The target of US air strikes in Somalia is one of the FBI's most wanted terrorists and the suspected mastermind of two major terrorist attacks in East Africa.
Fazul Abdullah Mohammed, a slight, youthful man born in Comoros, has a US$5 million price on his head for allegedly planning the 1998 attacks on the US Embassies in Nairobi and Dar es Salaam, Tanzania, which killed 225 people.
He is also suspected of planning the car bombing of a beach resort in Kenya and the near simultaneous attempt to shoot down an Israeli airliner in 2002. Ten Kenyans and three Israelis were killed in the blast at the hotel, 20 kilometers north of Mombasa. The missiles missed the airliner.
Fazul, 32, joined al-Qa'ida in Afghanistan and trained there with Osama bin Laden, according to the transcript of an FBI interrogation of a known associate. He came to Kenya in the mid-1990s, married a local woman, became a citizen and started teaching at a religious school near Lamu, just 100 kilometers (62 miles) south of Ras Kamboni, Somalia, where one of the airstrikes took place Monday.
Largely isolated, the coast north of Lamu is predominantly Muslim and many residents are of Arab descent. Boats from Lamu often visit Somalia and the Persian Gulf, making the Kenya-Somalia border area an ideal escape route.
A master of disguises, Fazul can appear African, South Asian or Arab. He speaks French, Arabic, Swahili and English and the FBI says he likes to dress casually and wear baseball caps.
Kenyan and US authorities believe Fazul has been hiding in Somalia since the 2002 hotel attack. In 2003, the US Central Intelligence Agency was offering rewards to Somali warlords in return for capturing al-Qa'ida suspects. At least two were captured, but Fazul managed to evade arrest with the help of Somali Islamic extremists.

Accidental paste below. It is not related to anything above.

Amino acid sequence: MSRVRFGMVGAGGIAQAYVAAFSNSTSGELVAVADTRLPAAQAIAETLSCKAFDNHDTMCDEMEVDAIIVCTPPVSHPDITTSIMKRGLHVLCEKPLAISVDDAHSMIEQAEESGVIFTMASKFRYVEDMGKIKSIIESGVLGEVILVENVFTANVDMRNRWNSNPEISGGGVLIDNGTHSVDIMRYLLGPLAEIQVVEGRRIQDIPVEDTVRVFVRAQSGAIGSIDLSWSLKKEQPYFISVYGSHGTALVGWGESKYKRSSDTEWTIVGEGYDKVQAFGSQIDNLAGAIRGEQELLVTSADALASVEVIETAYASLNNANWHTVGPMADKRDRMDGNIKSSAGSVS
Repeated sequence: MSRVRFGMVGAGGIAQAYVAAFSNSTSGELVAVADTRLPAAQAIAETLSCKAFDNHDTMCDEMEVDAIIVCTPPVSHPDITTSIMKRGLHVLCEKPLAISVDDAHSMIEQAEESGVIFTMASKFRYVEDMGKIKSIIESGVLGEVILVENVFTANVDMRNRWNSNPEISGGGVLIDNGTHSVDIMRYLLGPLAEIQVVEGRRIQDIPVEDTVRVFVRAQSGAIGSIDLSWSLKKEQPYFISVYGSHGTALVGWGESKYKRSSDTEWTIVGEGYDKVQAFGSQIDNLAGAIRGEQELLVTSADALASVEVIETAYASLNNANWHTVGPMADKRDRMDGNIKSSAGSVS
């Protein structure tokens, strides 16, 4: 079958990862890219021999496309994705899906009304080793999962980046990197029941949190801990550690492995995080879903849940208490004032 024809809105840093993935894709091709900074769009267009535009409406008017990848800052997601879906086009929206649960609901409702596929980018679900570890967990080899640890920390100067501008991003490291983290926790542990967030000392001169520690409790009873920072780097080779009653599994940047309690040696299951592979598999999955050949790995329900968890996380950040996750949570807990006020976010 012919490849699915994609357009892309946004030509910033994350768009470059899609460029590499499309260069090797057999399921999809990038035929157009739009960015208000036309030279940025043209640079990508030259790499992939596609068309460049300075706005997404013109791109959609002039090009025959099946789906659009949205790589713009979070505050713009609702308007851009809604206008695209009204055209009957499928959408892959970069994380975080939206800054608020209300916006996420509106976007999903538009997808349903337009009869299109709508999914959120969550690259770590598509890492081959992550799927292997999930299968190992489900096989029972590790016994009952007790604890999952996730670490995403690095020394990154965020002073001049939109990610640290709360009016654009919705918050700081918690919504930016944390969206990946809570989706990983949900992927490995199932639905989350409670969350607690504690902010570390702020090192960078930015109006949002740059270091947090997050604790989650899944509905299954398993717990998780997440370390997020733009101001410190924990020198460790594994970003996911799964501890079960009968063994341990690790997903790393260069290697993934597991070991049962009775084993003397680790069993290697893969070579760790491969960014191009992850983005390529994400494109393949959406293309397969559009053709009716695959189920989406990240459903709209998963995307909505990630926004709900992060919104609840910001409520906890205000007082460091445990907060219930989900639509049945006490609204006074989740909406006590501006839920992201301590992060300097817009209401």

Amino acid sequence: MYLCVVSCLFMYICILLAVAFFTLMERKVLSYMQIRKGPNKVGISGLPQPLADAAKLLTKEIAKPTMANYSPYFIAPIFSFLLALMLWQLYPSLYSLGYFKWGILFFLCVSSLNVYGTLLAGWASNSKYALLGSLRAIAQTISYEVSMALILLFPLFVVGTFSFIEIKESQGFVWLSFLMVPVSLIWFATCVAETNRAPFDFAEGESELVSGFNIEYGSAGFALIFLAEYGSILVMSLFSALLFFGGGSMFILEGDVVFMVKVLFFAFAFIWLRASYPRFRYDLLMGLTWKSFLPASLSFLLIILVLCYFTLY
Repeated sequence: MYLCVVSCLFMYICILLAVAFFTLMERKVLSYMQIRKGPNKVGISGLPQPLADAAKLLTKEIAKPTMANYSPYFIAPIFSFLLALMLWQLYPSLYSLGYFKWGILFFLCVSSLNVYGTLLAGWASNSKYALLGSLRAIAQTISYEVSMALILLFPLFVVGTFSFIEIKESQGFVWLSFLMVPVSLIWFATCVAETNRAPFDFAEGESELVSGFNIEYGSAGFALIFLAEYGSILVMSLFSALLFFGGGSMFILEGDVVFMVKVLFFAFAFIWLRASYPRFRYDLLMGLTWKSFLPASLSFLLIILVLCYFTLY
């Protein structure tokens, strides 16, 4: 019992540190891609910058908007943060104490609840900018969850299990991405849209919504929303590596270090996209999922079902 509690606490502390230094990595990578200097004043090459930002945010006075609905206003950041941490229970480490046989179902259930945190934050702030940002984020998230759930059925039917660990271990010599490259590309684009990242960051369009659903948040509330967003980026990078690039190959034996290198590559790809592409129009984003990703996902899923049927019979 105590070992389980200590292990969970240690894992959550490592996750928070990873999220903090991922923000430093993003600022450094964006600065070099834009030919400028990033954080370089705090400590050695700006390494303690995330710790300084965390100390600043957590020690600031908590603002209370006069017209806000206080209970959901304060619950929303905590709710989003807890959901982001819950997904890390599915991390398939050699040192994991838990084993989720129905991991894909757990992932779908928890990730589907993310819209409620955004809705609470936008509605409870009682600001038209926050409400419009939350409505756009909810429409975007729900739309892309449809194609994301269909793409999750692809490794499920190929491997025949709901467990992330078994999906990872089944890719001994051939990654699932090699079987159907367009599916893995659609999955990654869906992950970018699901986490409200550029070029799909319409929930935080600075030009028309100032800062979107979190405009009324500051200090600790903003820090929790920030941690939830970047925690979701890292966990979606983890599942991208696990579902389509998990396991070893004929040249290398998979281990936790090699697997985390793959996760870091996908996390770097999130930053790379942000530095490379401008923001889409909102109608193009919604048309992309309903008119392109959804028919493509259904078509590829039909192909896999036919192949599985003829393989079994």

In June 2003, the US Embassy shut down for a week and nonessential personnel were flown out of the country when Kenyan police captured an al-Qa'ida suspect who said Fazul's East Africa cell was about to strike again by flying a bomb-laden aircraft into the embassy.
Fazul was captured by Kenyan police in 2002 for credit card fraud, but the officers did not recognize him as a terrorist suspect. He escaped after just a day in custody.
In Somalia, he was protected by members of Al-Ittihad al-Islami, an organization listed by the United States as a terrorist group linked to al-Qa'ida. The leader of Al-Ittihad, Sheik Hassan Dahir Aweys, later became the key organizer of an Islamic movement with aspirations to run the country in January 2006.
The Islamic movement drove CIA-backed warlords from Mogadishu in June, and by August controlled most of southern Somalia.
Within weeks, US Assistant Secretary of State for African Affairs Jendayi Frazer said she had information that the Islamic movement was sheltering Fazul and two other terror suspects: Kenyan Saleh Ali Saleh Nabhan and Abu Taha al-Sudani, a Sudanese.
Aweys and other Islamic leaders have repeatedly denied having ties to international terrorists, but as the months passed, Frazer said Fazul and the others were becoming key players in the Islamic movement.
Ethiopia intervened on 24 December, and in just 10 days drove the Islamic leaders, and the alleged terrorist suspects, into the rugged, forested southern corner of Somalia. The US Navy sent three ships to patrol the coast to make sure they didn't try to escape by sea, while the Kenyan military deployed troops to their northern border.
Casualty reports from Monday's two US air strikes on the coast and near the Kenyan border varied wildly. It could take weeks, if ever, to determine if Fazul was killed or escaped again.Reuse content